Home News Fuji X-T20 firmware update v2.00: What’s new?

Fuji X-T20 firmware update v2.00: What’s new?

 All images are of the Mawddach Estuary, North Wales, by David Bailey
All images are of the Mawddach Estuary, North Wales, by David Bailey

Last week Fuji released version 2.00 firmware for its popular X-T20 camera to supersede version 1.11. I have now had a chance to install and try out most of the new features which are significant enough to deserve comment. Before diving into the detail however, a few general remarks on Fuji’s upgrade policy. 


The Kaizen philosophy of continuous incremental improvement is an integral feature of the business practice of many Japanese companies, whether camera manufacturers, car makers or widget producers. It is a business philosophy which has been highly influential in the success story not only of Japanese companies but also of other major companies around the world. For all that, I think there are differences in the manner in which Kaizen is implemented from company to company. 

For example, Sony have an excellent reputation for the pace at which they introduce new cameras which are much improved on the outgoing models and are often leaders in their class. On the other hand, I do not believe they have a consistent reputation for upgrading the capabilities of their existing models via major firmware updates. For a Sony user, if you want some of the latest features you will probably need to acquire the later model rather than expect major upgrades through firmware.

On the other hand, Fuji has an excellent reputation for enhancing the capabilities of its cameras by regular substantial firmware updates.. This X-T20 firmware upgrade is no exception.

Customer care

For Fuji, it is a case of looking after its customer base not only by having good cameras on a regular two-year update cycle but also by offering continuous improvement of customers’ experience with existing cameras by frequent firmware updates with added/improved features. Of course, Fuji would also like you to buy the latest model as well but there is a major difference in how Fuji address the evolving needs of its customers compared to Sony. Subjectively, I see many comments from Fuji users about how firmware upgrades are so significant that they feel it is like having a new camera. I haven’t come across Sony users saying the same thing but maybe it’s just that I’ve missed such comments because I’m not looking out for them as much.

There are indeed negative comments on the internet about Fuji firmware updates. These tend to be from supporters of other brands or, of course, from Fuji users whose particularly cherished update wish does not feature in the latest upgrade. Users of other brands often highlight one feature of a particular Fuji update and criticise Fuji for playing catch up with their brand on this feature. They do not mention other features where Fuji may be equal or ahead!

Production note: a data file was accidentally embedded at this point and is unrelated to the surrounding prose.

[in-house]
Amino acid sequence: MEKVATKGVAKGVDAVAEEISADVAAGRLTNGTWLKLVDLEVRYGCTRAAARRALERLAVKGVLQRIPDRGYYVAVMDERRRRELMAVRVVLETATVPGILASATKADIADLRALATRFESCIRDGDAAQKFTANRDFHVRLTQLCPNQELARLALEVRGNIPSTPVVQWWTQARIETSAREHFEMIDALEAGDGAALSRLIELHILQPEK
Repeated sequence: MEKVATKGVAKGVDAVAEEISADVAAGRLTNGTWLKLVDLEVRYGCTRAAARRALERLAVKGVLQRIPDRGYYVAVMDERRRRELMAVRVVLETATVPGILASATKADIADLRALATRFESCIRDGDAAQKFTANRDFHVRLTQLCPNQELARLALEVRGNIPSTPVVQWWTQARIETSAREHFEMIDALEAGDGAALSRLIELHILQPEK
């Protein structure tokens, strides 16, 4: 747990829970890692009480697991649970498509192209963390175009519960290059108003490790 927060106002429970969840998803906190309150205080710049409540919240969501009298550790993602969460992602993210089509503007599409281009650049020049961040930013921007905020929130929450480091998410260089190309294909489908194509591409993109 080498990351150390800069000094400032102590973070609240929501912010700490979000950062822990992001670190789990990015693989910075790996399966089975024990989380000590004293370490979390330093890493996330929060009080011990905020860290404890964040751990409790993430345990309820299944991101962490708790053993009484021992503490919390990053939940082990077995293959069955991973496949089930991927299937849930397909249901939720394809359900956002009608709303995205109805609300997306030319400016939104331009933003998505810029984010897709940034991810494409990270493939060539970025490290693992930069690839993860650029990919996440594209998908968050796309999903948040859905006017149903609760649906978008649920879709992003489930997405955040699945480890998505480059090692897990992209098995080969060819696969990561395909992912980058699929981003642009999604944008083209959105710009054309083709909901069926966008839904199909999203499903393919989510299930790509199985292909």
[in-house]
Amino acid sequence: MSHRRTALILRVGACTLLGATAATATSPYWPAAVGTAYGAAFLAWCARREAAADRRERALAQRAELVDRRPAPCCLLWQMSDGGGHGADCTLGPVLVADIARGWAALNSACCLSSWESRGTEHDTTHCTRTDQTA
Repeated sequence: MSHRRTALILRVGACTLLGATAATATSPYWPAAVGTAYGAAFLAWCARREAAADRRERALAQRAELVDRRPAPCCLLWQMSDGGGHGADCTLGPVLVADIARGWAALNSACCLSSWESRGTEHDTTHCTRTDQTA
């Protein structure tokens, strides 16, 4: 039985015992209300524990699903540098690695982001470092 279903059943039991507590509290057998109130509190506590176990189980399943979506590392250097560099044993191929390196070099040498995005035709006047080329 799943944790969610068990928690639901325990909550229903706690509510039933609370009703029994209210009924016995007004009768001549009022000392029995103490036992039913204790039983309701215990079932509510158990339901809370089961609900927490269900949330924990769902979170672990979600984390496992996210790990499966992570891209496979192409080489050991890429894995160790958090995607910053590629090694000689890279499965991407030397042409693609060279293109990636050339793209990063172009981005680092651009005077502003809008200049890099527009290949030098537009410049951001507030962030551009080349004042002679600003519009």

New in v.2.00 for X-T20

Enhanced AF-C

Thanks to version 2.00 firmware, the X-T20 is now able to track moving subjects twice as quickly as could the previous version. It is also now able to capture up to 50% smaller moving subjects than before. These are both Fuji claims which I am unable to corroborate by direct measurement but there are others who will no doubt do this. However, after a trial on some flying seagulls, I can at least report subjectively that there is a very significant improvement in the AF performance of the X-T20 which will certainly allow me to use it in future with the 50-140mm f/2.8 lens for wild-life or action subjects. 

Enhanced Touch Screen Operation

Existing touch screen features on the X-T20 are limited but now the following features are added which in my opinion make the touchscreen much more useful:

  • The Auto Focus area can be moved when in focus zoom with flick operation.
  • Pinch-in/out operation in playback mode will be updated to go from full-frame playback to multi-frame playback (Nine-frame view and Hundred-frame view)
  • Select the frame in multi-frame playback with tap or drag operation or return to full-frame playback by double-tappingQ (Quick) menu selection
  • Input characters for text entry with touch key-board

Fujifilm X RAW Studio

The X-T20 now joins the list of Fuji cameras which can utilise this software and in-camera processing to output jpegs in a choice of the Fuji film styles. I have previously reviewed this excellent Fuji software  but have up to now been able only to use it in conjunction with my X-T2. So it is good to be able now to experience it with the X-T20.

Backup/restore of camera settings via Fujifilm X Acquire

After connecting a camera to a computer via USB cable, the Fujifilm X Acquire software allows users to back up and restore camera settings to and from a file. Copying all camera settings from one camera to another is available. Settings other than date and custom white balance can be backed up and restored.

I have not yet trialled Fujifilm X Acquire but shall do so shortly since this is a functionality I am sure many will find valuable.